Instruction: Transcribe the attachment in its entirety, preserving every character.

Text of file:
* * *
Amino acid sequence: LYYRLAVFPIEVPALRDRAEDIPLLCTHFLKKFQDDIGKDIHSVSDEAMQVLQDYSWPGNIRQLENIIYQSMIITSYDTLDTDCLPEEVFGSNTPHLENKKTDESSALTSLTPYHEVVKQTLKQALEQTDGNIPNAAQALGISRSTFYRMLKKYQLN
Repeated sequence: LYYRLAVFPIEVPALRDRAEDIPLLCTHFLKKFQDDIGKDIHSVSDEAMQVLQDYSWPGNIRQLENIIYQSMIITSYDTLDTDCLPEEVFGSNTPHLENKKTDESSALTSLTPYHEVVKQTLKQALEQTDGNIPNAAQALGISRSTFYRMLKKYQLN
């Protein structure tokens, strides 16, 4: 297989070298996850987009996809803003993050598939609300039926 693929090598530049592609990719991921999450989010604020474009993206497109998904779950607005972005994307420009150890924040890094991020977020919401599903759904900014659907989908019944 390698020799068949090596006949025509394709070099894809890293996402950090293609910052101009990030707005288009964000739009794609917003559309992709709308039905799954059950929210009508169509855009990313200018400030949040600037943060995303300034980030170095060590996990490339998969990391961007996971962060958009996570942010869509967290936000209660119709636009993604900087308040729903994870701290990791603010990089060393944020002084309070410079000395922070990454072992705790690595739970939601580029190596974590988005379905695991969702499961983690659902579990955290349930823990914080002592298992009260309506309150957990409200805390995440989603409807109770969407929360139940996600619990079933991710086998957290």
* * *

Amino acid sequence: LYYRLAVFPIEVPALRDRAEDIPLLCTHFLKKFQDDIGKDIHSVSDEAMQVLQDYSWPGNIRQLENIIYQSMIITSYDTLDTDCLPEEVFGSNTPHLENKKTDESSALTSLTPYHEVVKQTLKQALEQTDGNIPNAAQALGISRSTFYRMLKKYQLN
Repeated sequence: LYYRLAVFPIEVPALRDRAEDIPLLCTHFLKKFQDDIGKDIHSVSDEAMQVLQDYSWPGNIRQLENIIYQSMIITSYDTLDTDCLPEEVFGSNTPHLENKKTDESSALTSLTPYHEVVKQTLKQALEQTDGNIPNAAQALGISRSTFYRMLKKYQLN
């Protein structure tokens, strides 16, 4: 297989070298996850987009996809803003993050598939609300039926 693929090598530049592609990719991921999450989010604020474009993206497109998904779950607005972005994307420009150890924040890094991020977020919401599903759904900014659907989908019944 390698020799068949090596006949025509394709070099894809890293996402950090293609910052101009990030707005288009964000739009794609917003559309992709709308039905799954059950929210009508169509855009990313200018400030949040600037943060995303300034980030170095060590996990490339998969990391961007996971962060958009996570942010869509967290936000209660119709636009993604900087308040729903994870701290990791603010990089060393944020002084309070410079000395922070990454072992705790690595739970939601580029190596974590988005379905695991969702499961983690659902579990955290349930823990914080002592298992009260309506309150957990409200805390995440989603409807109770969407929360139940996600619990079933991710086998957290």